We bussed into Zihuatenejo, just to the south of Ixtapa, where a beautiful natural bay is surrounded by green tall mountains and colorful hotels. A very charming, vendor-filled beachfront is accompanied with a busy boating community. This is a favorite spot for cruisers and tourists alike and provided a great opportunity for us to find some needed parts, including two cheap 12-volt fans for the engine cubby and the sleeping quarters.

From there we headed to an Oaxacan surf spot about 250 miles south. The sailing was good and each night we watched lightening, which at first was really scary, but we heard no thunder and it always seemed far away or high in the sky. We didn’t stop in at Alcapulco – one of the big ports along the way, but as we sailed by we experienced some decent wind into the twenties and pretty steep seas into the evening. After a long three nights at sea we pulled up at dawn to a barreling point break. The perfect surf set-up was right off the boat and there were no other boats at anchor. I dinghied Andrew over at least twice a day so he could avoid the deep-water paddle to the lagoon mouth break.

A sketch of the wave and point

The sailing guide reported nothing was available onshore – although the surf word was a wee bit different:

Mainland Mexico power… taken from the boat at anchor

We were there during Semana Santa, the Mexican holiday of the year and loads of people were on the beach as well as lifeguards, coco helados, and a make-shift rave scene that blasted music until 10am. We decided a dinghy landing was out of the question (pounding shorey) so Andrew dropped me close to shore one day with the dry-bag and I swam in to the beach to walk around, take some photos, bought some cold beer and got a panga driver from the lagoon to give me a ride back to the boat for 50 pesos. The pangas – fishermen mostly – come in and out of the small break water that is the entrance to a huge lagoon. To go through it you have to time it – perfectly – between the huge barreling waves reeling down the point (as seen in above photos). We opted against it.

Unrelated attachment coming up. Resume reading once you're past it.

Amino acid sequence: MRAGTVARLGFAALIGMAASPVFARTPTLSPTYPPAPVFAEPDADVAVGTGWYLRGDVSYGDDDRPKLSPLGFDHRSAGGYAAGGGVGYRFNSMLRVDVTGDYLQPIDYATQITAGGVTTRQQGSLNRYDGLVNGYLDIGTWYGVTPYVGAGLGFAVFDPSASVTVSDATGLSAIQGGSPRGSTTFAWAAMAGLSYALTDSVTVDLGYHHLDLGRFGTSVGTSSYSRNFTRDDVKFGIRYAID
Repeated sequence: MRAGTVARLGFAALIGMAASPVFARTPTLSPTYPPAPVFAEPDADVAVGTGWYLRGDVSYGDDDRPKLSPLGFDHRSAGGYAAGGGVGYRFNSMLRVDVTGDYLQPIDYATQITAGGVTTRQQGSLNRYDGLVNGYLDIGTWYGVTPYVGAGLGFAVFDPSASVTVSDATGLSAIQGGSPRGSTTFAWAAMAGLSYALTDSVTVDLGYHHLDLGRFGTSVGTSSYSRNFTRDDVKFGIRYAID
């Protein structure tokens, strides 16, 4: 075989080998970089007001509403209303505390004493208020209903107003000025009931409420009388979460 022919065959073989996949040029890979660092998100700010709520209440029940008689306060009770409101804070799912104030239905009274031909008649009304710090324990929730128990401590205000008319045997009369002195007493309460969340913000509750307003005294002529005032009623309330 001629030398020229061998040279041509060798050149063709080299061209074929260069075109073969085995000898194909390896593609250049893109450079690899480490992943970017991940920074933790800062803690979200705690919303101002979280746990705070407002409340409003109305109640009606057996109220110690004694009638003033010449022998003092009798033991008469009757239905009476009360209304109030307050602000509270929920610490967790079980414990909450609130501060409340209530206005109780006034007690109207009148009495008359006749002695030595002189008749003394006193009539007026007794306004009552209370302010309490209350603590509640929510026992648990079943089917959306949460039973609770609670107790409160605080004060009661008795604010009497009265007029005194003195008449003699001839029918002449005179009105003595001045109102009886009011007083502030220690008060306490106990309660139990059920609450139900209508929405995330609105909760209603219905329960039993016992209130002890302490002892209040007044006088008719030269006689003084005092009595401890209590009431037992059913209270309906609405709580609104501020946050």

A ray that stayed under the boat all day, the Punta Galera light and my ride back out

Calms in the evening

We raised sail for Huatulco on a windy afternoon after a visit from some guys that Andrew met in the surf – who paddled out to say hello – and then made the 100 mile passage to Huatulco. The sets rolling in were not making it easy to relax…

6 Responses to “Ixtapa to Huatulco”
  1. Jenny Shade says:

    A new post. YAY! I was beginning to wonder where you were. Brian said he spoke with Andrew last week, but we hadn’t heard anything on this blog. Wow, Ixtapa. Wish I was there with you. I did get the “Bravo” award this quarter. YAY! Life here in Ventura is pretty good right now. Feliz a Cinco de Mayo! I’ll think of you while drinking a margarita. Thanks again for posting such neato pics. Keep safe!

  2. Terry Kluh says:

    Andrew and Julie, Great to get a good update and the pictures are beautiful. Love that wave action. Nice job on the artwork JM. You might want sign these pieces of art. May be worth big $$$$$$$$$$$$$$ someday. Great talking to you and thinking about you continuously. Big Hugs and Love to you both, Mama T

  3. Huirazo says:

    Queridos amigazos!, so happy to see a new post and check that your OK…. probably more than OK, looking at Arcturus anchored right in the perfect spot ( behind a perfect right hander )……………. Magical 🙂

    You two inspire a lot of good energy and I’m always learning on your stories and try to imagine me under sails and looking for pure BUENOS MOMENTOS!

    Be sure that one day you make it down to deep south coast of Chile! probably not in hurricane season hahahaha!
    Have a magical trip and I’ll be wondering of you in Portofino with Chico Christian and the dogs….

    Blessed winds!!!!!!

    • Lisa says:

      Barra de la Cruz is probably one of the most enjoyable places I surfed in Mex. Seemed like it just pumped out perfect rights all day, and it’s on a biological reserve so it felt pristine and gorgeous and clean. Some Puerto Escondido guys told me that when the waves were good they all would lie about where they were going to surf, only to paddle out at Barra and find their buddies already at the point. Anyway, enjoy Huatulco and hope to see you somewhere in El Salvador!


  4. Loved meeting you two at Chacahua and then again later in Barra! I told my friend Yasha and he was stoked we crossed paths.

    You got great swells down here…. blessed Oaxaca.

  5. Lela Childers says:

    It makes me so happy when I see a new post from you. You write about “it’ all so well, & your pictures are spectacular…water colors & photos..
    We were in Las Vegas last weekend to celebrate Kelli’s b-day..All the sisters & Larry & I. We had a great time.We went zip-lining on Mother’s Day. It doesn’t compare to your adventure, but it was fun.
    I ran into your Dad yesterday at McDonalds. I always love seeing Wally. He told me that he had talked to you on Mother’s Day, & brought me up to date on your travels.
    Again, I wish you safe travels & calm seas..I think of you often.. Love,Lela